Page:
Texan elector Art Sisneros would rather resign than vote for Trump

Source: Getty Images
Source: Getty Images

A Republican elector in Texas has chosen to resign his post, rather than cast his vote for President-elect Donald Trump. 

In a blog post, published on Christian Wordpress site the Blessed Path on Saturday, elector Art Sisneros explained that his decision was faith-based, rather than a reaction to Trump's politics. 

The way Sisneros saw it, he had three options: to hold his nose and vote for a man he does not believe to be "biblically qualified" to serve as president; to become a faithless elector and vote against his state, in violation of the "immoral pledge" he signed; or to resign. He chose the third.

"If Trump is not qualified and my role, both morally and historically, as an elected official is to vote my conscience, then I cannot and will not vote for Donald Trump for president," he wrote in the post. "I believe voting for Trump would bring dishonor to God. The reality is Trump will be our president, no matter what my decision is."

The Texan elector who opte to resign rather than vote for Donald Trump
Source: 
Art Sisneros/Facebook

Since I can't in good conscience vote for Donald Trump, and yet have sinfully made a pledge that I would, the best option I see at this time is to resign my position as an elector. This will allow the remaining body of electors to fill my vacancy when they convene on Dec. 19 with someone that can vote for Trump. The people will get their vote. ... I will sleep well at night knowing I neither gave in to their demands nor caved to my convictions. I will also mourn the loss of our republic.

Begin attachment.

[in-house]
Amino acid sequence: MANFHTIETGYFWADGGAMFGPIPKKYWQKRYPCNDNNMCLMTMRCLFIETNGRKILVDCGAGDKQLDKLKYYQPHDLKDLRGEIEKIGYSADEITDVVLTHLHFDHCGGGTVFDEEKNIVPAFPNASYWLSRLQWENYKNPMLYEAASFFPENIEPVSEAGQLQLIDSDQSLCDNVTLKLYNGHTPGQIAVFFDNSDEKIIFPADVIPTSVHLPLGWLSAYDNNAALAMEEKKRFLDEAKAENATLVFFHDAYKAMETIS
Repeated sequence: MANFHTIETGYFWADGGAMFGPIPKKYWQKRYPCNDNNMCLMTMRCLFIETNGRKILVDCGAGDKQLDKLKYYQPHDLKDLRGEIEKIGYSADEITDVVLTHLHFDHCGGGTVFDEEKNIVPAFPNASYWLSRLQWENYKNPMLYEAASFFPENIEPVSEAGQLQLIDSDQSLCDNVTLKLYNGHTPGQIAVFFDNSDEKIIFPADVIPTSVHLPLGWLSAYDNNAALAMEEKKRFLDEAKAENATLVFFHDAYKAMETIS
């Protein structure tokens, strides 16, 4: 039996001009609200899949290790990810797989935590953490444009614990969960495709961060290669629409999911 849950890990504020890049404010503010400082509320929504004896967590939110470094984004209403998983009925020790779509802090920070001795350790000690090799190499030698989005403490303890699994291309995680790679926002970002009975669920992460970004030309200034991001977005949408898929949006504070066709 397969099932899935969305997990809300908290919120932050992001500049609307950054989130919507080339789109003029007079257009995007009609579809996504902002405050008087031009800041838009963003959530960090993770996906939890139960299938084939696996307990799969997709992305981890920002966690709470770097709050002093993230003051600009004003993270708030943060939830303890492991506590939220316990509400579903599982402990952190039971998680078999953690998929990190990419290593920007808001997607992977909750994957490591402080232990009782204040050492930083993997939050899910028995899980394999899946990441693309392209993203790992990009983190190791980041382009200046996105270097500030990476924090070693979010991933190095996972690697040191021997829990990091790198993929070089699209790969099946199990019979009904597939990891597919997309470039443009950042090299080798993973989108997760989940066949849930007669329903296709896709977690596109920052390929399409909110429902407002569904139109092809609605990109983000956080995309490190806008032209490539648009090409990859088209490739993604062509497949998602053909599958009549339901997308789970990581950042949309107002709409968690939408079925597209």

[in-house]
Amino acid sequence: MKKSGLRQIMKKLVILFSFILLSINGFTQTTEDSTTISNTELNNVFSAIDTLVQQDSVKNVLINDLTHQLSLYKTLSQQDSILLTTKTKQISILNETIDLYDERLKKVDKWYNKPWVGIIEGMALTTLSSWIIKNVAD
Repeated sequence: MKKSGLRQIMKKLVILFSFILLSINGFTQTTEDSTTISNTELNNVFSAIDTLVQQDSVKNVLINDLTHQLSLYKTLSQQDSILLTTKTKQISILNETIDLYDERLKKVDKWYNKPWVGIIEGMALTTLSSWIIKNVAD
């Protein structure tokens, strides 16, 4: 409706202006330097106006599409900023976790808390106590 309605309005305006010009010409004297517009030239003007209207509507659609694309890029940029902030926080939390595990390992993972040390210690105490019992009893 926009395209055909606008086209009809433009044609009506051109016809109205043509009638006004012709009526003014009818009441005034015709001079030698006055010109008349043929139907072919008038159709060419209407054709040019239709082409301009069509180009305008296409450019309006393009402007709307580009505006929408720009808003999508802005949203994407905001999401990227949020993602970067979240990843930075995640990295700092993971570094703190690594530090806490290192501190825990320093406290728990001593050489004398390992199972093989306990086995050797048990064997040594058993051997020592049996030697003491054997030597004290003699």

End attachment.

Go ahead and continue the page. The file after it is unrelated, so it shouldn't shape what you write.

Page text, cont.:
In August, Sisneros told Politico he was toying with the notion of becoming a faithless elector, or an elector who doesn't vote for their party's candidate. There have been 157 faithless electors throughout American history, and while there is no federal law prohibiting an elector from changing their mind, doing so is illegal in 29 states. Texas is not among them.

Sisneros originally considered voting for Trump's running mate, Mike Pence, for president and shunting Trump into the V.P. seat, according to Politico. In that case, he would have technically fulfilled his duty as elector, voting for the party's ticket, while staying true to his mores. But the conflict between the Bible's teachings and the Electoral College's requirements proved too strong, and Sisneros has officially stepped aside. 

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Claire Lampen

Claire is a staff writer at Mic who covers women's issues and reproductive rights. She is based in New York and can be reached at claire@mic.com.

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